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Articles by this author:

  • The East Hampton Village Board will hold public hearings on May 15 on proposed amendments aimed at reining in outsized houses, accessory structures, and lot coverage, as well as basement living areas.
  • In an effort to improve the water quality of Hook Pond, which the state’s Department of Environmental Conservation has listed as impaired, the Village of East Hampton is planning projects to reduce stormwater runoff and contamination from aging or malfunctioning septic systems.

  • St. Thomas Chapel in Amagansett may become a base from which to build a year-round congregation serving the South Fork’s Latino community.
  • The lure of waterfront living, the stratospheric value of most South Fork real estate, and fear that a catastrophic weather event could destroy it all were starkly illustrated at Tuesday’s meeting of the East Hampton Town Trustees.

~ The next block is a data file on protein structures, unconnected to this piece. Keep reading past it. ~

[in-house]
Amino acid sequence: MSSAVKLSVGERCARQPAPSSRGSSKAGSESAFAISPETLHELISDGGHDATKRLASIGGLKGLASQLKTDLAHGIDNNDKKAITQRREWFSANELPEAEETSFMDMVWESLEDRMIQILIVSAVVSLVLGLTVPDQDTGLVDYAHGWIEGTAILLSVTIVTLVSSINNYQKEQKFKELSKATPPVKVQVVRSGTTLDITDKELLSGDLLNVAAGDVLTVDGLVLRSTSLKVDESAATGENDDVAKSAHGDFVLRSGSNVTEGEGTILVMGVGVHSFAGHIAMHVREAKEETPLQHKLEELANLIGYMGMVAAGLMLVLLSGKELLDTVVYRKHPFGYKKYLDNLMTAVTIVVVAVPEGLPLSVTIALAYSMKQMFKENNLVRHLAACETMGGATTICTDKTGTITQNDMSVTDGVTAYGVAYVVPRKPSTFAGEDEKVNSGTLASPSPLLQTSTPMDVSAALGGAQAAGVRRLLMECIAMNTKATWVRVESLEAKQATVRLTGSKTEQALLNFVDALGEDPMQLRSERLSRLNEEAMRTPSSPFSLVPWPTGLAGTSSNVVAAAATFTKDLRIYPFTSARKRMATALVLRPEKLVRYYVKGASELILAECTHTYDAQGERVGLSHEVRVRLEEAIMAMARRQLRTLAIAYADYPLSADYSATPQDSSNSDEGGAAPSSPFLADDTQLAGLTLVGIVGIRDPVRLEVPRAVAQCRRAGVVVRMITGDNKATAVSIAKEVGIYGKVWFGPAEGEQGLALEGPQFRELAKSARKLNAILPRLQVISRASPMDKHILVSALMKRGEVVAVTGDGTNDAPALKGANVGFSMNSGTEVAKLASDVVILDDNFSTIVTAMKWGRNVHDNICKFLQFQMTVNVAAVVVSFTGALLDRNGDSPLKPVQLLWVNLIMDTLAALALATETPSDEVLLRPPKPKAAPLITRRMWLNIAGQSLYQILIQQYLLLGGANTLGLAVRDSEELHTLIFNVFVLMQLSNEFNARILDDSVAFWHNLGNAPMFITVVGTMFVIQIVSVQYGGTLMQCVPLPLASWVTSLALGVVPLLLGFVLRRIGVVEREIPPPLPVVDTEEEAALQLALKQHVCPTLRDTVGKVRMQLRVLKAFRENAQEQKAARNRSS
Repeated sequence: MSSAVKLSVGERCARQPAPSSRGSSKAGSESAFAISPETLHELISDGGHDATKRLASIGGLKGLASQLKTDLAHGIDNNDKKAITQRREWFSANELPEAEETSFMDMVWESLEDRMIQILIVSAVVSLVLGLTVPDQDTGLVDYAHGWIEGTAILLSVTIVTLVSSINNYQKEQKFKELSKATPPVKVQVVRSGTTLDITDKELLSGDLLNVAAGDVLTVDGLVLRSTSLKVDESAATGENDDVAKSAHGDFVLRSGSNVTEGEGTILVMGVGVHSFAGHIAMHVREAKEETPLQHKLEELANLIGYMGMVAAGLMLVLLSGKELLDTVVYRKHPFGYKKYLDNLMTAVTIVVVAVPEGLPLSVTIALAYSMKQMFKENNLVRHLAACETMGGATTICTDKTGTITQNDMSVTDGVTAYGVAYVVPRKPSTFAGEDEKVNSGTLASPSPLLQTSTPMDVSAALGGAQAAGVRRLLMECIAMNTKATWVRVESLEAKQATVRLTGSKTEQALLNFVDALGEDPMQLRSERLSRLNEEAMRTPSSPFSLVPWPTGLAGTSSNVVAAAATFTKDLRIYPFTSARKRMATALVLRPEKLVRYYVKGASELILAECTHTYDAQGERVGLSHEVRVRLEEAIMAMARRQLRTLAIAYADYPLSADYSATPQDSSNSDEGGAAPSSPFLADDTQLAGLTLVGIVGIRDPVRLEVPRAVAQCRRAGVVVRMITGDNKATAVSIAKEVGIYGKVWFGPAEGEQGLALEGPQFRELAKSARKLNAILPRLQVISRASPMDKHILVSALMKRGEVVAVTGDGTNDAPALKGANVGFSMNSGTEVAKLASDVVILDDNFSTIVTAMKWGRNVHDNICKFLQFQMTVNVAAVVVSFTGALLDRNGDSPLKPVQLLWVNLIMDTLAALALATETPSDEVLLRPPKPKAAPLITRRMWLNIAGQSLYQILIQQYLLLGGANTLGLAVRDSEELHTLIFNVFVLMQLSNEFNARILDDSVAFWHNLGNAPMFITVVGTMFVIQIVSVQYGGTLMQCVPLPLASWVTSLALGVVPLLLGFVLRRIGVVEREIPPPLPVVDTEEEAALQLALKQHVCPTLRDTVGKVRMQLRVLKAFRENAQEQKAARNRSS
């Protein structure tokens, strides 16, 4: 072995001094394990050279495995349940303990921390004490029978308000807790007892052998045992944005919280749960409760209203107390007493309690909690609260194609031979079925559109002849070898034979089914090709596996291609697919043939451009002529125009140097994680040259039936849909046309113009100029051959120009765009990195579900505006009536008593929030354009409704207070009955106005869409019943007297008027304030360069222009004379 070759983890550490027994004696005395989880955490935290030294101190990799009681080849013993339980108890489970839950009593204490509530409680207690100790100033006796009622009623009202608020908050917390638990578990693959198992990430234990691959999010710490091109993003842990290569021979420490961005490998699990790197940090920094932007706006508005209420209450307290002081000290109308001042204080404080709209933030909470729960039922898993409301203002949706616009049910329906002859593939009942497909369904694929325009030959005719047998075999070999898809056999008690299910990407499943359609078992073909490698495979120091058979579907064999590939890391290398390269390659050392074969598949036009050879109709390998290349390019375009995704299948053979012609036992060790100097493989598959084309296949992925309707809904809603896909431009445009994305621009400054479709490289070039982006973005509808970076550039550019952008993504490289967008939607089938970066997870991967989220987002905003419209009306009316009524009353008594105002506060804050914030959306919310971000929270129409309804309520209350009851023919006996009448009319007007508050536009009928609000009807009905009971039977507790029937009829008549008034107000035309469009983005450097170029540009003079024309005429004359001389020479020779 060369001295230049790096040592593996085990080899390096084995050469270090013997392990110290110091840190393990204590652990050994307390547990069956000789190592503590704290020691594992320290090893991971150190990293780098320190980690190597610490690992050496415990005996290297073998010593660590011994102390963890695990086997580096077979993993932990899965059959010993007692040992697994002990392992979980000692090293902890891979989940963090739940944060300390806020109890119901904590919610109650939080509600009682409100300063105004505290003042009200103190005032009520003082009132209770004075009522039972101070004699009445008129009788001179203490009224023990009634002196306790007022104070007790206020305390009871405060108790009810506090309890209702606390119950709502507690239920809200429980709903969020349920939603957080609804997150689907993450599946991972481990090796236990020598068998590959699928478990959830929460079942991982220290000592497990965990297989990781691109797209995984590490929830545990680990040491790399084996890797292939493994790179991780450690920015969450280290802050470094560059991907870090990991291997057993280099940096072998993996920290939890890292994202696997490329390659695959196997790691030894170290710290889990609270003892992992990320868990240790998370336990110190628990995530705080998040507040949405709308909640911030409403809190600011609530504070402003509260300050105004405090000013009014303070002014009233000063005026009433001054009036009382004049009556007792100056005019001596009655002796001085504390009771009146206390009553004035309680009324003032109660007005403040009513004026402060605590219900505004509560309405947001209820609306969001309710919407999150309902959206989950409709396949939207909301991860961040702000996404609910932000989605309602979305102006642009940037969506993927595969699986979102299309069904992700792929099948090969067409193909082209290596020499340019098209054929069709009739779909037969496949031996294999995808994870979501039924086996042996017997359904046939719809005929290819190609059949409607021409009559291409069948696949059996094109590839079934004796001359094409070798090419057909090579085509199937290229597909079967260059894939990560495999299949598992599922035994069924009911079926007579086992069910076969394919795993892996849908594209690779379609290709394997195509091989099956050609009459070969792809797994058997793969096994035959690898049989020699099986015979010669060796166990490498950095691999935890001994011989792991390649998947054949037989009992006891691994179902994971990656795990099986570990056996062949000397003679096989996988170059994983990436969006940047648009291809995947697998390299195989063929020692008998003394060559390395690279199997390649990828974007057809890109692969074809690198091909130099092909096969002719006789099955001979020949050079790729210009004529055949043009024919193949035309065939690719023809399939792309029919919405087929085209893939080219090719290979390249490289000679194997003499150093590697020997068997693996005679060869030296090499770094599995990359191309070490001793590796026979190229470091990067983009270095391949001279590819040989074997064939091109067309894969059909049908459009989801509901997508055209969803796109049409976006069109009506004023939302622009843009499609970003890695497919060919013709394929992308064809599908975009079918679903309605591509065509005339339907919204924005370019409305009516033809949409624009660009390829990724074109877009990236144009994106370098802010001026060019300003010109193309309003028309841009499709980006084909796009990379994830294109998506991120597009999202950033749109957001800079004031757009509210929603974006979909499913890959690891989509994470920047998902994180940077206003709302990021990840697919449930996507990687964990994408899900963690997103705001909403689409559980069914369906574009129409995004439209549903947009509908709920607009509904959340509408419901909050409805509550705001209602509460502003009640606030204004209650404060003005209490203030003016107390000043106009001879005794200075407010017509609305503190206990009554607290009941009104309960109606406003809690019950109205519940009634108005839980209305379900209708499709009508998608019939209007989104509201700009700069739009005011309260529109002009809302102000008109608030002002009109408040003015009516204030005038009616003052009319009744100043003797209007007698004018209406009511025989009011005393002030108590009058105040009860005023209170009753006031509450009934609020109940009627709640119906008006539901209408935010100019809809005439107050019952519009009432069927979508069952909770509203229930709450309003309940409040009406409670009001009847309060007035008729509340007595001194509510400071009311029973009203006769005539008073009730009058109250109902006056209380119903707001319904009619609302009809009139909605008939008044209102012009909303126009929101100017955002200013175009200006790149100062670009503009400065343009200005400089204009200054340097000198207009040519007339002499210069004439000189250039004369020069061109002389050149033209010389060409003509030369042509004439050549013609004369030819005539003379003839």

• School boards in Amagansett, Sagaponack, and Montauk have finalized their proposed 2015-16 budgets.

    In Amagansett, the budget totals $10.5 million, with a tax levy of $8.75 million. Members of the school board were unanimous in voting to adopt it, said Eleanor Tritt, the district superintendent. It represents “a slight decrease in the tax levy,” she said.

  • Armed with evidence of sleeping accommodations in a finished storage space over a garage and pool house on Cove Hollow Road — something prohibited under East Hampton Village Code — the village’s zoning board of appeals appeared ready Friday to deny a request to keep the storage space, which includes a full bathroom.

    “They’re not using the upstairs portion for any kind of sleeping or habitable space,” Karen Hoeg, an attorney representing Lawrence and Lisa Cohen, told the board. “The bathroom is used very infrequently.”

  • Thomas A. Twomey’s sudden death in November came just five months after the grand-opening ceremony commemorating the East Hampton Library’s $6.5 million expansion and renovation. Mr. Twomey, a lawyer, civic leader, and chairman of the library’s board of managers, had played an integral part in the yearslong project, which added 6,800 square feet and houses the new children’s reading room and the Baldwin Family Lecture Room.